MR. PRESIDING JUSTICE FEINBERG delivered the opinion of the court.
This action is for personal injuries which plaintiff alleges he sustained through the negligence of the defendant in the movie theater owned and operated by defendant. A trial with a jury resulted in a verdict for $18,000 in favor of plaintiff. Defendant's motions for a new trial and for judgment notwithstanding the verdict were overruled. Judgment was entered on the verdict, and defendant appeals.
The evidence discloses that plaintiff entered defendant's theater as a patron about 4 o'clock in the afternoon; that he proceeded in the first aisle left of the center aisle; that as he walked down the aisle the lights were off; that there were no lights on the left-hand aisle and there were no lights on in the center aisle.
Cullen, a witness for plaintiff, testified that he entered the theater on the day in question at about the
It appears from the evidence that after plaintiff had been watching the pictures on the screen for about an hour, he developed a "splitting headache," had to go to the men's washroom, and that he left his seat and proceeded up the center aisle toward the door. He said it was dark, and that there were no lights on in the center aisle; that when he reached a point near the door he stepped on something with his left foot which "felt like a sucker stick, because it was round"; that his foot rolled back, and he fell forward; that he did not see the object which caused him to fall; that the area where he fell was dark; that he fell halfway into the lobby, and his chin struck the floor; that he was taken to a doctor in the building, who found plaintiff splattered with blood; and that he treated him. X-rays, later taken, disclosed a complete fracture of the left jaw extending through the radius and another fracture on the right.
It further appears from the evidence that the jaw had to be wired; that at the time of the trial there was present a malocclusion between the upper and lower teeth as well as a shift of the jaw to the right and left on opening and closing the mouth; that the malocclusion was approximately one-quarter of an inch deviation; that there was a limitation of motion of approximately one-half inch; and that such condition, according to some of the medical testimony, was permanent.
Defendant argues that a moving picture house necessarily operates in partial darkness, otherwise there would be no picture, therefore the lack of bright illumination cannot per se constitute negligence, and relies on Rosston v. Sullivan, 278 Mass. 31; Falk v. Stanley Fabian Corp., 115 N.J.L. 141, and Beck v. Stanley Company of America, 355 Pa. 608, and similar cases. The cases cited are not applicable.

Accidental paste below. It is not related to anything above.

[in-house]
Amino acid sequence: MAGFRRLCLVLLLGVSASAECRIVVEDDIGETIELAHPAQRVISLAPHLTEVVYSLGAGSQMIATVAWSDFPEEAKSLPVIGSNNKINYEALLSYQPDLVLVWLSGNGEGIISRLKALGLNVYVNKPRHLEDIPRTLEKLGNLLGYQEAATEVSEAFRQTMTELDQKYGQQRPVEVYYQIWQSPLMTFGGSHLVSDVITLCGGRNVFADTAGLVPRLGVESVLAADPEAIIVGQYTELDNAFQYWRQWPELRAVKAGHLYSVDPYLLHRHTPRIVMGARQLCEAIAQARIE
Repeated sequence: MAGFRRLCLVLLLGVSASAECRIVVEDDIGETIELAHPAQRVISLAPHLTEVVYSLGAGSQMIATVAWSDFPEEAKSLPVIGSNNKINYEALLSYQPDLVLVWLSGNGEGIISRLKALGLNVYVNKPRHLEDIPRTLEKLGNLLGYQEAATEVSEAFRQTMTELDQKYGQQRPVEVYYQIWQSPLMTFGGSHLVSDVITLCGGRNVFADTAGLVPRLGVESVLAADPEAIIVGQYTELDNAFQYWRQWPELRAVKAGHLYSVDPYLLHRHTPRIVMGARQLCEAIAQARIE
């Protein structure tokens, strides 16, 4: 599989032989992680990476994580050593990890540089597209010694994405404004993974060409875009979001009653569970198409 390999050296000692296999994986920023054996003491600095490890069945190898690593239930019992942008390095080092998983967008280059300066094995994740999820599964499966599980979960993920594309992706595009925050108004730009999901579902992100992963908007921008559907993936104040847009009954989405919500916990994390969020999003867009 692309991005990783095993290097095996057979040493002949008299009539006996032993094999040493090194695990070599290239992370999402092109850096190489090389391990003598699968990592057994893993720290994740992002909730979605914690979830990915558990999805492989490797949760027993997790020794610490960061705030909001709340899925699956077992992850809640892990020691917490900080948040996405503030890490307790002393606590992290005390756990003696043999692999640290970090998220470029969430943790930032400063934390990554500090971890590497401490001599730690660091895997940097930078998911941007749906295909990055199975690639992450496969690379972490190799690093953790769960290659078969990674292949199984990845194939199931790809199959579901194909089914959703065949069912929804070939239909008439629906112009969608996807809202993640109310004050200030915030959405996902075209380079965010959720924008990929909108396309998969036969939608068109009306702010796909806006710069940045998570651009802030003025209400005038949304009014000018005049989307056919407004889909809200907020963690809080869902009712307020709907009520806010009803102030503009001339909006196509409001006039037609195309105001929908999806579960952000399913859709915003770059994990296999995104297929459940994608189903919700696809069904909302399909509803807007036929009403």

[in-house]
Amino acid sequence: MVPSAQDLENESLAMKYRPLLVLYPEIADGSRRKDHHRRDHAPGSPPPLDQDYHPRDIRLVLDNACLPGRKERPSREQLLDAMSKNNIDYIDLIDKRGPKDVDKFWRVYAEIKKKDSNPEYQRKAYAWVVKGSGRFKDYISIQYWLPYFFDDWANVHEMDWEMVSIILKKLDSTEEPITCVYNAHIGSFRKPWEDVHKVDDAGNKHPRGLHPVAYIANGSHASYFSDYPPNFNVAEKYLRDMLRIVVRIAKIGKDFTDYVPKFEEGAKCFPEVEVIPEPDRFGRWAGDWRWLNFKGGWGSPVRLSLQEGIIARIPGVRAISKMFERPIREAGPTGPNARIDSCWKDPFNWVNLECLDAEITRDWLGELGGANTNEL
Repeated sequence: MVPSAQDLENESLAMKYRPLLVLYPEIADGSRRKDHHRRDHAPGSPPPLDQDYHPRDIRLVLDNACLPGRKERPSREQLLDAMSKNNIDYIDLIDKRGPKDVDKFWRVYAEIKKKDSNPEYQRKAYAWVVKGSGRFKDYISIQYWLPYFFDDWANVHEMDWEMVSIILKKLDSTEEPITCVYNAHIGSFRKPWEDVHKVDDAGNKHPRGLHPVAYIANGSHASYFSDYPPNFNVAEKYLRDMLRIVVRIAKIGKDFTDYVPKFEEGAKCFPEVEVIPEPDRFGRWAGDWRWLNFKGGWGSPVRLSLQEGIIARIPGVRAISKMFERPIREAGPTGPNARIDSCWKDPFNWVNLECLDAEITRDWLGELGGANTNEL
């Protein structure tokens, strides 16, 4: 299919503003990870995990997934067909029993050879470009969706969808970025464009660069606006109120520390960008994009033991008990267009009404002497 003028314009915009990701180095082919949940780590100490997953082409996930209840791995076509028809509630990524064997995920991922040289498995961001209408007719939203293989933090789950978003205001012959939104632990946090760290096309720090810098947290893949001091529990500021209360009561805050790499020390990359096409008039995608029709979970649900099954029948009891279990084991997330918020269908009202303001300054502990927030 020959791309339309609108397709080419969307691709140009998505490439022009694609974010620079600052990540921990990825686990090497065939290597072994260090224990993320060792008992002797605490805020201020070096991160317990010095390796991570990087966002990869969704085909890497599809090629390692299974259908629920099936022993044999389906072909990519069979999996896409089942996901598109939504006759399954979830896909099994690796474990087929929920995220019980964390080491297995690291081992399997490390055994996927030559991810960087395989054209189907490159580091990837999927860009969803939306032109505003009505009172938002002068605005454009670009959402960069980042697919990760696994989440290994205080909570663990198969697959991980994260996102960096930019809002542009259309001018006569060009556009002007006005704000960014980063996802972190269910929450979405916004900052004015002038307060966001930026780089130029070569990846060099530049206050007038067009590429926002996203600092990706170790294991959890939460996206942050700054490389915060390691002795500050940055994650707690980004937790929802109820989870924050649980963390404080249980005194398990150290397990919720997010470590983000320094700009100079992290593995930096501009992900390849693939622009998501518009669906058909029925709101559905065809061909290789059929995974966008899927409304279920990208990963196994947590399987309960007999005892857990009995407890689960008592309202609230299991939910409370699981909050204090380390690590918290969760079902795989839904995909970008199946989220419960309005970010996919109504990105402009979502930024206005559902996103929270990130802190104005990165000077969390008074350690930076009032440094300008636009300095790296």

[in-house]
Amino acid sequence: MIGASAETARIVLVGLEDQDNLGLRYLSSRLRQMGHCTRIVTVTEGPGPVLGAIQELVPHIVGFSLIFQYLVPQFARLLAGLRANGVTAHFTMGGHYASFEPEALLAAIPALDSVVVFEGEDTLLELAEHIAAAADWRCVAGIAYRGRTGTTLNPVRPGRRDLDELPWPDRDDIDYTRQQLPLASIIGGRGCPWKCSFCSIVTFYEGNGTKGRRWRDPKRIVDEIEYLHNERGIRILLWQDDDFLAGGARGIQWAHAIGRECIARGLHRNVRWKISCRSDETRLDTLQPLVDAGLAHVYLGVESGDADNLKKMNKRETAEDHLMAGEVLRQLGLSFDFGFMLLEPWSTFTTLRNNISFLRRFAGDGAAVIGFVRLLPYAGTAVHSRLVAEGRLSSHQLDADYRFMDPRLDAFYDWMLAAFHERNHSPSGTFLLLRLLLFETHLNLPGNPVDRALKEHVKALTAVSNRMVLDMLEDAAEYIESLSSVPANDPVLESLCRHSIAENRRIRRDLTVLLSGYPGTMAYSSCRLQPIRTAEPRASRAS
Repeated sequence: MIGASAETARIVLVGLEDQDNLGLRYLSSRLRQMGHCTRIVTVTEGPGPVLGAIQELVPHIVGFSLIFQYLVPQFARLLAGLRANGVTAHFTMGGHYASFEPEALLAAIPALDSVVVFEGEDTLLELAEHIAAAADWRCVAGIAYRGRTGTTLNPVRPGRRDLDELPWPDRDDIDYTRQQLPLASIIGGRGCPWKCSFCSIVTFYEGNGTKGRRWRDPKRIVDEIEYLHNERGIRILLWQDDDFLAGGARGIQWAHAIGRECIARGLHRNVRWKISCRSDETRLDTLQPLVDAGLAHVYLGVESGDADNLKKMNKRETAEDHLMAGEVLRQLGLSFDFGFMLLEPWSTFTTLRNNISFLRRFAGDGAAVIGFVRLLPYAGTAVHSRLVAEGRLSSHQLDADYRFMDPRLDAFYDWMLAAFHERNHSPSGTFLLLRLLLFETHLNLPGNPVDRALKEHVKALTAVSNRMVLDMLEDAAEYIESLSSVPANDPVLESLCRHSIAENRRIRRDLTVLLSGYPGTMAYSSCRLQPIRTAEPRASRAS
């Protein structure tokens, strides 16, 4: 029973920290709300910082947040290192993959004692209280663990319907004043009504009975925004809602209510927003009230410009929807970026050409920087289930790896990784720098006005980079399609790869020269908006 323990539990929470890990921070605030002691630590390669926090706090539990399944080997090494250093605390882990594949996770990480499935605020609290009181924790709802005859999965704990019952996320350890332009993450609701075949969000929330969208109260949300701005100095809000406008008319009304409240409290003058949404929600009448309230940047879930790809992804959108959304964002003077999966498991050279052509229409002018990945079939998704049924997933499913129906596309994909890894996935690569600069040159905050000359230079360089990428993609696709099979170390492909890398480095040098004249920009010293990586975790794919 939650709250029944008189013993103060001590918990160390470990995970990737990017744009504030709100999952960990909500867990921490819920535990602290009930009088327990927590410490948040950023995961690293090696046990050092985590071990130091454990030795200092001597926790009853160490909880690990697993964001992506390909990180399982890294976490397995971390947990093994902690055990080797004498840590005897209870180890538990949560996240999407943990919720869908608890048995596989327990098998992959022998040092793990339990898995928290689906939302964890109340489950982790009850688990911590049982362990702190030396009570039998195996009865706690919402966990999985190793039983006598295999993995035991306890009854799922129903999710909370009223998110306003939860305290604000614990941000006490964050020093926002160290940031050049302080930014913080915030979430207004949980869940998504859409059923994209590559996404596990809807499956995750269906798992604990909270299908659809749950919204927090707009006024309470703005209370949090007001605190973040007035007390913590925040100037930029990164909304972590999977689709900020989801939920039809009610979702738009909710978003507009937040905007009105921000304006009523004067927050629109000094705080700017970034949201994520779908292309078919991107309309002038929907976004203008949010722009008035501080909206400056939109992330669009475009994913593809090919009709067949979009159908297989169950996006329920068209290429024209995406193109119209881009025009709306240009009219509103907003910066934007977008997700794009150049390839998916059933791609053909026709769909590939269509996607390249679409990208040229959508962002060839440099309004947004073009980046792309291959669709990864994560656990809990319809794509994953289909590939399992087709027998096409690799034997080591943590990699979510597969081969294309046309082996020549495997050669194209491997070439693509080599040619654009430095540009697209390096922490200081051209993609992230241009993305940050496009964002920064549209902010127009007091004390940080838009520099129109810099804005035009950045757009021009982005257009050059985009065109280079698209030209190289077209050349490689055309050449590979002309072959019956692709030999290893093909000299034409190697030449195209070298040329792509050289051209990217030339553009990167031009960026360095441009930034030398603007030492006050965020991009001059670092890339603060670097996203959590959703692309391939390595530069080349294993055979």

Defendant's evidence disclosed that the center aisle had lights on the end seats bordering on the aisle, beginning with the row nearest the entrance from the lobby and on each fourth row toward the front; that these lights are arm lights located on the aisle side of the seat about halfway down to the floor and equipped with 15-watt bulbs, which burn out from time to time and have to be replaced. The clear inference from this evidence is that these lights are intended to shed some light upon the floor of the aisle, even if the light is only dim. The inference is quite clear and reasonable that defendant recognized that a patron is entitled to enough light to be able to observe the floor of the aisle.
The showing in the motion for a new trial as to newly discovered evidence was to the effect that John Hudson with one John Chennault accompanied plaintiff to the theater on the day of the occurrence in question; that Hudson and Chennault assisted plaintiff after the fall; that both were intimate acquaintances of plaintiff; that upon the trial plaintiff, on cross-examination, was asked where Chennault and Hudson were then and could be found; that plaintiff testified that Chennault was in the Armed Forces in Paris, France, when plaintiff knew that he was then serving a five-year sentence
"Applications for new trial on the ground of newly discovered evidence are not looked upon with favor by courts but such applications are to be subjected to close scrutiny. The burden is on the applicant to rebut the presumption that the verdict is correct and to show that there has been no lack of due diligence."
We have examined instructions No. 4, 5 and 8 given for plaintiff, about which defendant complains, and we find no merit in defendant's criticism of these instructions. These instructions were applicable to the particular facts disclosed by the evidence.
We think defendant has had a fair trial, and the judgment of the circuit court is affirmed.
KILEY and LEWE, JJ., concur.